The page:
On March 18th, President Peña headed the Mexican Oil Expropriation’s 76th anniversary ceremony in Cosoleacaque, Veracruz. Despite that the commemoration was filled with cheers of PEMEX working staff to high-ranking officers – curiously enough, the loudest praises were aimed at Carlos Romero Deschamps -, the celebration was held in times of uncertainty for the oil industry. The initial enthusiasm due to the issuing of the energy reform in December 2013 has faded away as doubts regarding the content of its secondary legislation remain. In addition, there is also the corruption scandal against one of PEMEX’s largest contractors, Oceanografía. The aforementioned fact may turn out to be a warning sign for several political stakeholders, particularly members of PAN, a key ally for the oil sector’s liberalization. As of now, while the federal government still has not taken actions regarding the secondary legislation, the former party in office has threatened to delay the energy debate; attracting investments is certainly not in the best possible scenario.
Although the energy reform process has been on underway since the end of last year without the need of secondary legislation, it will not be possible to have even a little amount of certainty regarding the potential benefits of the sector’s liberalization without considering a clear set of rules. The Constitutional reform’s transitory apparatus has certainly implemented the way and deadlines of the first stage of its implementation. Thus, the so-called Ronda Cero (Zero Bid Round) is currently taking place, a phase in which PEMEX would have the first option of being considered in the conservation of the exploration and production projects that the as of yet public company might request (this information should be delivered to SENER, the Secretariat of Energy, on March 20th at the latest). SENER, the government department responsible for the allocations within the oil industry in accordance to what has been agreed in the reform, will have until September of 2014 to define which projects PEMEX will develop and which ones will be submitted to a bidding process. The criteria for these decisions are yet to be defined, including procedures and those responsible to implement this stage within SENER. The secondary legislation is the key issue here.
Without taking into account a potential lack of transparency in Ronda Cero – something that would hardly be a positive sign -, it is imperative that contract regime with private entities are defined in a timely manner. In the 4th transitory article of the reform, Congress is provided with the power to establish “the modalities for compensations that the State will pay to its production companies or those private entities in accordance to exploration and extraction activities”. This regulation also states that the deadline to materialize all of the aforementioned expires on April 19th, that is to say, 120 calendar days after the reform has been published. Will legislators comply with this obligation or will they overlook it just like they did with the telecommunications reform’s secondary legislation?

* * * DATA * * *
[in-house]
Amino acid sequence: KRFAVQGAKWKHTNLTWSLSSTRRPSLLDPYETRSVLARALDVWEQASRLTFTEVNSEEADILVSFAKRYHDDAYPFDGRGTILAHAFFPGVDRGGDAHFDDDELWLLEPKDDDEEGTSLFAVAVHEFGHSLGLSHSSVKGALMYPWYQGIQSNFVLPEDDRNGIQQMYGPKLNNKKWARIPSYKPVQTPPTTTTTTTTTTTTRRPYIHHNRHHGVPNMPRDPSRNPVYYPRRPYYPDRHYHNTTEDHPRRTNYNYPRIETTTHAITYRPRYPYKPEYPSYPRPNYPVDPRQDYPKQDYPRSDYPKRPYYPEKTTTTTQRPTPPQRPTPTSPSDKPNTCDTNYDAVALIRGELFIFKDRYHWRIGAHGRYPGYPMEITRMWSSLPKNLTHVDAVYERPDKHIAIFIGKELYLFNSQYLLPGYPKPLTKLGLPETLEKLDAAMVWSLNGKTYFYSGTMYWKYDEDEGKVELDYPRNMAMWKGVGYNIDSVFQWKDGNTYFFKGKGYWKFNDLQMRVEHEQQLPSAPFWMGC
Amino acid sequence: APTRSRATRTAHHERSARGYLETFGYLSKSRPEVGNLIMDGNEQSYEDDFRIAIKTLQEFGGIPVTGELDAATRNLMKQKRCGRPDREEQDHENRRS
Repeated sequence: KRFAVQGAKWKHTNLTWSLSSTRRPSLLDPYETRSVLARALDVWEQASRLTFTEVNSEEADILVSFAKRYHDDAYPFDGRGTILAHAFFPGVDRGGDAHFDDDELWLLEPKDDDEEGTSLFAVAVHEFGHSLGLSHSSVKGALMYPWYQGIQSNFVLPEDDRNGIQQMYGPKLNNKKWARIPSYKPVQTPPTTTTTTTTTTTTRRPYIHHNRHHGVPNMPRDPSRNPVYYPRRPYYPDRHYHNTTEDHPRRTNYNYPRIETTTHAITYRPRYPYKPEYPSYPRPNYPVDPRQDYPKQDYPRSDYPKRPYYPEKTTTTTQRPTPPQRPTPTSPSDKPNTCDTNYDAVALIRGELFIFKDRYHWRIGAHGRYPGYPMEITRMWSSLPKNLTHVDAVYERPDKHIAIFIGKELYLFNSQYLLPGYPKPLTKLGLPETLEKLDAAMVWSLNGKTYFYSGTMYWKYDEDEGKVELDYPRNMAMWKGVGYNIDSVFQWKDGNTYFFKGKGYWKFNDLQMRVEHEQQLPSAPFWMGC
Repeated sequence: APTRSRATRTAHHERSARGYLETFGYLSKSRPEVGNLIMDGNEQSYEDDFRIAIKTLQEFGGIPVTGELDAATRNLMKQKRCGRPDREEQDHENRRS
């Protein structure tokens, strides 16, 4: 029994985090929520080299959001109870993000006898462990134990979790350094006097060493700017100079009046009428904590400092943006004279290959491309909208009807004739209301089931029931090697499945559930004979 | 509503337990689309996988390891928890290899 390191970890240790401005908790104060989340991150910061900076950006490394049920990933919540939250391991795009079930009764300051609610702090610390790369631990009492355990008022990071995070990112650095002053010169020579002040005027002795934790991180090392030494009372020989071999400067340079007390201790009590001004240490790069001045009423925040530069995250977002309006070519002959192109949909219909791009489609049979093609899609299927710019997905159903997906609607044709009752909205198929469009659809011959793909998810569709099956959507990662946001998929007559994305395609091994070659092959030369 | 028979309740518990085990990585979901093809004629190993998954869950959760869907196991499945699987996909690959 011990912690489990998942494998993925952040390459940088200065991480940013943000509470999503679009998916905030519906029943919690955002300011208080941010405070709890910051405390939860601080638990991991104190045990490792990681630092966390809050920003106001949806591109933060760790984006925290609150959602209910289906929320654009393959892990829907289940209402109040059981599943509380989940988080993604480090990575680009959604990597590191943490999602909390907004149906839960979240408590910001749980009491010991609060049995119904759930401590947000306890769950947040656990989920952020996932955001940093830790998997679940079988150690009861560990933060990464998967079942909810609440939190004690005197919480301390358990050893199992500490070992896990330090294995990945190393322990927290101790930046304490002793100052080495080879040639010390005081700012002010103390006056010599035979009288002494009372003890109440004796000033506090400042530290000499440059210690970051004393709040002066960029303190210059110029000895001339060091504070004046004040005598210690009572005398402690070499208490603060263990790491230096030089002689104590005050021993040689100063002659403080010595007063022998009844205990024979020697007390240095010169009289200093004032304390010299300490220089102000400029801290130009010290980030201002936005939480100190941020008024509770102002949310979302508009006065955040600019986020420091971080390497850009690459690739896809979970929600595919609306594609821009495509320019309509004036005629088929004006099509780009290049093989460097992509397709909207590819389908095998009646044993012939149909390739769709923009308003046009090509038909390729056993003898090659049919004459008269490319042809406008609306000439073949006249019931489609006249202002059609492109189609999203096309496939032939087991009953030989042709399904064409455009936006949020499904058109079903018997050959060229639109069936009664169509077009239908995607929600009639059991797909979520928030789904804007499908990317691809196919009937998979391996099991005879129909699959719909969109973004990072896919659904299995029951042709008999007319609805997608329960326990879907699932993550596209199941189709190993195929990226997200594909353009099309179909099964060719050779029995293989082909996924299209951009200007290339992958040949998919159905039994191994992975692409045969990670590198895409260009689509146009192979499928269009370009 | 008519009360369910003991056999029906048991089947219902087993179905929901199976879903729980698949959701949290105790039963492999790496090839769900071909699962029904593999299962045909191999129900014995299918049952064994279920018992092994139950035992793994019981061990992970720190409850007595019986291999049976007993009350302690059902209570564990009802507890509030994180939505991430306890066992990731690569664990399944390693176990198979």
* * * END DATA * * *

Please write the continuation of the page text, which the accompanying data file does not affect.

The debate of the energy reform’s secondary legislation has proved to be more difficult than initially thought. As expected, this stage has proved to be the most complex within the process and where several interests appear, ranging from attempts to profit from the sector, avoid being part of corruption scandals (the Oceanografía case is not the first and will not be the last) and to put themselves in the best position within the liberalization of the sector, both financially as well as politically. The ghost that continues to undermine Mexico’s image is its widespread corruption and the fact that the government has not shown a true commitment to fully tackle it. Exhibiting major cases while sustaining impunity leads to greater harm than the loudest of applauses. Perhaps, in an attempt to send a message of zero tolerance to corruption, there are signs pointing out that all is changing… in order to remain the same.